The AFC West is deadlocked, if you discount the Denver Broncos, with three teams tied at 4-3. The Kansas City Chiefs, Oakland Raiders and San Diego Chargers all hold a piece of first place, but only one can win that stately Division Champs banner.

The Chiefs are hot—having won four straight games—and have their next two games at home against the winless Miami Dolphins and the hapless Denver Broncos. Smother those games in a tangy bar-b-que sauce and nosh down that delicious six game winning streak. Wash it all down with a stiff drink, though, because after that the next five games on the schedule include road trips to New England, Chicago, and New York to play the Jets; with two home games sprinkled in that bring Green Bay and Pittsburgh to town. The final two weeks carry match-ups against Oakland and Denver. Count them all up and 8-8 seems to add up. If they can manage to steal a win during that brutal five game stretch, then a nine win season is possible.

The once-surprise Oakland Raiders seem to be ready to fall off the cliff. With Jason Campbell injured, the offense took a dive. Kyle Boller was ineffective and the freshly dusted off Carson Palmer looked too much like the Palmer we had seen the last few years in Cincinnati. Neither of these two quarterbacks has the makings of a glorious savior. The Raiders have posted two wins against decent teams in the Jets and Texans and two more against the Broncos and Browns. Their three defeats came at the hands of the Patriots, Bills and Chiefs. With a defense giving up red-zone touchdowns at a 64% clip (29th in the NFL), and an offense that will struggle, Oakland has only three more games on the schedule that they should win—Denver, Minnesota and Miami. They will have to take a game or two from the Chargers (twice), Bears, Packers, Lions or Chiefs in order to contend for the prize.

Are the San Diego Chargers playing their struggle-early-surge-late role, again? Their four wins are against the Chiefs, Vikings, Dolphins and Broncos. The latter three teams have a combined record of 4-18 and the average score in those four wins was 24.75 – 18.5. Not terribly impressive. All three of the loss column tallies were against 2010 playoff teams. The Chiefs avenged their earlier loss, and the Patriots and Jets both notched wins. San Diego will see three more teams from last year's post-season with Green Bay, Chicago and Baltimore coming up. Mix in two of this season's playoff hopefuls in the Bills and Lions. Add in those two games against Oakland (who swept San Diego in 2010) and things do not look so good in San Diego for a winning record.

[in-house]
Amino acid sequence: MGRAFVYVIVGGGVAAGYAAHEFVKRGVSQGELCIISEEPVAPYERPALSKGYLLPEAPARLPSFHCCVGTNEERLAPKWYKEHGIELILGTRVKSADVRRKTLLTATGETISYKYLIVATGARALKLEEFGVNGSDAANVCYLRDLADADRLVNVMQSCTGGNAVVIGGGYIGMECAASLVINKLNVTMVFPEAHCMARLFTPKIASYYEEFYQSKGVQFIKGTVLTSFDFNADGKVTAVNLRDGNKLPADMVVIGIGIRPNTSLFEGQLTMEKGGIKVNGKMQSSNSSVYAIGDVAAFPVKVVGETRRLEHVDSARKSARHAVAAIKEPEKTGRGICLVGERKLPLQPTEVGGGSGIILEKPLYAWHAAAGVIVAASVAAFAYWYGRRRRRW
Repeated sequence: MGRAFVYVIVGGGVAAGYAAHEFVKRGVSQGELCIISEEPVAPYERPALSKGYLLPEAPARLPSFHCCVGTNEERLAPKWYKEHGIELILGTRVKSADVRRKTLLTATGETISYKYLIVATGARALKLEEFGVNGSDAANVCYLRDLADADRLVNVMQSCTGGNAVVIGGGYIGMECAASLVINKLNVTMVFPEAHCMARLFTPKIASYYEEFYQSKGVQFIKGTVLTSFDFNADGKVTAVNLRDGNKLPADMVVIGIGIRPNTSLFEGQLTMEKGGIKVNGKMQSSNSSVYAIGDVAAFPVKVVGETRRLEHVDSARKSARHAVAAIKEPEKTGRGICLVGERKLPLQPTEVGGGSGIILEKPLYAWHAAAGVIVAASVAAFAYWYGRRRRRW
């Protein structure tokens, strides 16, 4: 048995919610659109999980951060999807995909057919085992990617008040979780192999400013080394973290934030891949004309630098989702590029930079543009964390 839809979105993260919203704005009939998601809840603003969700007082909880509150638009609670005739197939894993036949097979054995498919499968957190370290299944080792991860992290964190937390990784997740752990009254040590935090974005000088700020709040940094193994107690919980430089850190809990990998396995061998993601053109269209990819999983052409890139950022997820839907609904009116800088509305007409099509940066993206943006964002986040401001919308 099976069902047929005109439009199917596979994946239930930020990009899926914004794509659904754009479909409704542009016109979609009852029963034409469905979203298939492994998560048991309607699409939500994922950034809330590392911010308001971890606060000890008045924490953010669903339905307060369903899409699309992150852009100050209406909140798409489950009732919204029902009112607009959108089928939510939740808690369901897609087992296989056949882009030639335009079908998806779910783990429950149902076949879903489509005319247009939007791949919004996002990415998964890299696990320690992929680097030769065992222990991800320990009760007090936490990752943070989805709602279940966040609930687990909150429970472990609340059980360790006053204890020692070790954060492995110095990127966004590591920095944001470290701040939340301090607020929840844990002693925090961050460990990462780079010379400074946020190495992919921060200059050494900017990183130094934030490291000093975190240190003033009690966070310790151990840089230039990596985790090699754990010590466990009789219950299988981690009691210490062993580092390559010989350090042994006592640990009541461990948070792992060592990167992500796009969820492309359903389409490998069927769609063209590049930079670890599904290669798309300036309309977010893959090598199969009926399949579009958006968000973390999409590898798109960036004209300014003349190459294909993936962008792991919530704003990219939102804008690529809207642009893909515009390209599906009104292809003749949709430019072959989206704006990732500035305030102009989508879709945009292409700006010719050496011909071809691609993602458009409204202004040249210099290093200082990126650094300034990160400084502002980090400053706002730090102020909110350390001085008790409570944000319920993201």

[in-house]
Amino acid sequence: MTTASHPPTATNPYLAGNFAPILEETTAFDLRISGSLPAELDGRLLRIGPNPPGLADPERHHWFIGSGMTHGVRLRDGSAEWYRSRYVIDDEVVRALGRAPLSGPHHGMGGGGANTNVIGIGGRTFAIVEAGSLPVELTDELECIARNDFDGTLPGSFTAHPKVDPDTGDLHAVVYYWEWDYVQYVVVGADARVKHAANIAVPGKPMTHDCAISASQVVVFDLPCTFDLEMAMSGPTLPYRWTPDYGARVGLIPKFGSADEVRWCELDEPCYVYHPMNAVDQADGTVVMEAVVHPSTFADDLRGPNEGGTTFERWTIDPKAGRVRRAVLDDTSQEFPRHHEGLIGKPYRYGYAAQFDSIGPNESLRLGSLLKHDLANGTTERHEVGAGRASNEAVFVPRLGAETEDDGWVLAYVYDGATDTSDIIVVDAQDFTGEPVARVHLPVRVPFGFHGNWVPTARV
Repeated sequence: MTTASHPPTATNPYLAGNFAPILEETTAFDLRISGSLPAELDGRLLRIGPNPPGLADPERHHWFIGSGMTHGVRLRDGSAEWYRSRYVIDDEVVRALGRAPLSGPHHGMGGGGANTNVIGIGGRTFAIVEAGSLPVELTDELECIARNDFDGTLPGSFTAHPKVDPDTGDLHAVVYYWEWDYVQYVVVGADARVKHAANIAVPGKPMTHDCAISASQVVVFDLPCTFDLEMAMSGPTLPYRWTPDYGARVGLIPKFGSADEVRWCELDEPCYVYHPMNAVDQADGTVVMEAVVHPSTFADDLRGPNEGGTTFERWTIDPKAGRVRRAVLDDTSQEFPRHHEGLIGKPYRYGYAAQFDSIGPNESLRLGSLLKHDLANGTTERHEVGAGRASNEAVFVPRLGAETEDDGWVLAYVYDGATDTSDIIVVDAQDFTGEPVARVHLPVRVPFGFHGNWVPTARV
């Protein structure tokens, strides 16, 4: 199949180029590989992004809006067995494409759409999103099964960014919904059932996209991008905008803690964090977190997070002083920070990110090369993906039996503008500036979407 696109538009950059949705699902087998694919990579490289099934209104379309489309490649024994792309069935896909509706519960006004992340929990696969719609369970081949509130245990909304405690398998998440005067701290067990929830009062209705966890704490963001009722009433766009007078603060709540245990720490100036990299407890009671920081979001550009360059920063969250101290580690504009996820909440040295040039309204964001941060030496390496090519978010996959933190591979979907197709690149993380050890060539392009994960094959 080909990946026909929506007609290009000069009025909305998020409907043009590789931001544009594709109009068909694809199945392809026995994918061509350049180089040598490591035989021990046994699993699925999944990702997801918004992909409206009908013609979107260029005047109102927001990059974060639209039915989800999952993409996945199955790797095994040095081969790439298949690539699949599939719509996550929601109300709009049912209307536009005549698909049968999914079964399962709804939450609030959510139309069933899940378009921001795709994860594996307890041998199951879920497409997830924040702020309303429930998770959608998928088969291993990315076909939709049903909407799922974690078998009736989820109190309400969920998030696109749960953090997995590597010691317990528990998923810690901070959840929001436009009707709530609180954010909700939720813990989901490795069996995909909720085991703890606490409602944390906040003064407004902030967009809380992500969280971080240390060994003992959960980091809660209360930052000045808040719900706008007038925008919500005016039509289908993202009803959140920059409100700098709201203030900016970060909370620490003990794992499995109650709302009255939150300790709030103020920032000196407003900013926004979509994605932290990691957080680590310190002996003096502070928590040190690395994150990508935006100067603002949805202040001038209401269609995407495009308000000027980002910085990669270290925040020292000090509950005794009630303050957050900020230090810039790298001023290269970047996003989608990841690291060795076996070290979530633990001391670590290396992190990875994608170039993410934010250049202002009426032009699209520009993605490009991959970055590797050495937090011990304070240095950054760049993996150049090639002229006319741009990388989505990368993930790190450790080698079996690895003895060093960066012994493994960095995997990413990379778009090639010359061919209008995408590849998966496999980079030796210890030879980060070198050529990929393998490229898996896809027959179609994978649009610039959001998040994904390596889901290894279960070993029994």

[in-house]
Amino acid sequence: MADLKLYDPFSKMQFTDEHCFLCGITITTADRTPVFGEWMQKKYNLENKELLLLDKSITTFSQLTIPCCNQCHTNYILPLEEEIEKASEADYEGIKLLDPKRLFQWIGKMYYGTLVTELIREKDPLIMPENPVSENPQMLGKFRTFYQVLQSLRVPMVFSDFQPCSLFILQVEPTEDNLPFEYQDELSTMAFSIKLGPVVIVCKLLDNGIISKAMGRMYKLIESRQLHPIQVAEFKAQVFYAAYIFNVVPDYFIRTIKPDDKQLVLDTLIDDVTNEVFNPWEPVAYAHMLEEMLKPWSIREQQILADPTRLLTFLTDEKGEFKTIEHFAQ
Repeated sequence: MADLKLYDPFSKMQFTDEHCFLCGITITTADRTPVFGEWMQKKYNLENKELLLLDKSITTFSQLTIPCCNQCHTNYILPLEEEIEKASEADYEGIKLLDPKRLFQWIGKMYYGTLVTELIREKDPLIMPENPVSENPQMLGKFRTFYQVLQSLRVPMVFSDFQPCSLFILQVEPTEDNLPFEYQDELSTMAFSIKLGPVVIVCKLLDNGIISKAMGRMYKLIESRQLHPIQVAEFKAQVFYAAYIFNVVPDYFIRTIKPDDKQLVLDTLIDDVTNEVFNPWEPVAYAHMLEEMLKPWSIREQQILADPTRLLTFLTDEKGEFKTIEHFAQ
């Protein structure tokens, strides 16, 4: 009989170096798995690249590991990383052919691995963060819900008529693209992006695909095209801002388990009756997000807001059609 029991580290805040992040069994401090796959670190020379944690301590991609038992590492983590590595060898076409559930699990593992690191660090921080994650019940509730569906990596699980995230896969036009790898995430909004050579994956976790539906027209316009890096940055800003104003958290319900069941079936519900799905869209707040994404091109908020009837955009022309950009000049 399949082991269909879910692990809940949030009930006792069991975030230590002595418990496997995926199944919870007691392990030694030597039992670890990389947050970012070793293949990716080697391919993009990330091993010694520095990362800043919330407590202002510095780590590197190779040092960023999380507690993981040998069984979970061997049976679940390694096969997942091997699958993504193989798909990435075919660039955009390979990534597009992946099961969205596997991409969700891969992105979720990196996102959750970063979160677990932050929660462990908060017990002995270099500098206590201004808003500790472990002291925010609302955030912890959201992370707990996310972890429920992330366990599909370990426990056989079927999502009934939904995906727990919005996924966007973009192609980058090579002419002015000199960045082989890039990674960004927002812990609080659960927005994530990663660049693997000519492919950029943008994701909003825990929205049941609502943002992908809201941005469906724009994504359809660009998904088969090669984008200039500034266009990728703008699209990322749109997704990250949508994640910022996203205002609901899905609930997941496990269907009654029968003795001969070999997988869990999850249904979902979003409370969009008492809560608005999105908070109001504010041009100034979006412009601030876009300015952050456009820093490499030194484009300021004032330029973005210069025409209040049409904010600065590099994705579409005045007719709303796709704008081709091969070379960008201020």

The Denver Broncos have Tim Tebow. Good luck with that.

On a sad note if you are a Chiefs fan, do no expect the 2011 playoffs to look any different than 2010. The Chiefs may get their AFC Division Champs T-shirts and caps, but that won't change the facts. After seven games, the offense is ranked 25th in points allowed (24.3/game) and 22nd in yards allowed (373.6/game). There is little reason to think that that will change. Two games against Denver and one against Miami might help the numbers a bit, but it will not fix a poor defense. They have managed a paltry 9.0 sacks (32nd), given up 5.7 yards/play (22nd), and have freely handed over 415 yards in penalties (20th) to opposing offenses—just in case you needed more proof.

If defense wins championships, then logic dictates that offense loses them, and the Kansas City offense is lackluster at best. The passing game has completed just 17 plays over 20 yards (26th) and a svelte 6.7 yards/attempt (22nd); while the offense is 25th in points scored (18.3/game) and 24th in yards with 308.4/game. Factor in a time of possession of 28:57 (25th) and it does not look good for a post-season run. I say: dress up in your finest ketchup and yellow mustard gear and cheer your team to another first-round bounce, but at least the Chiefs are better than the rest of the AFC West.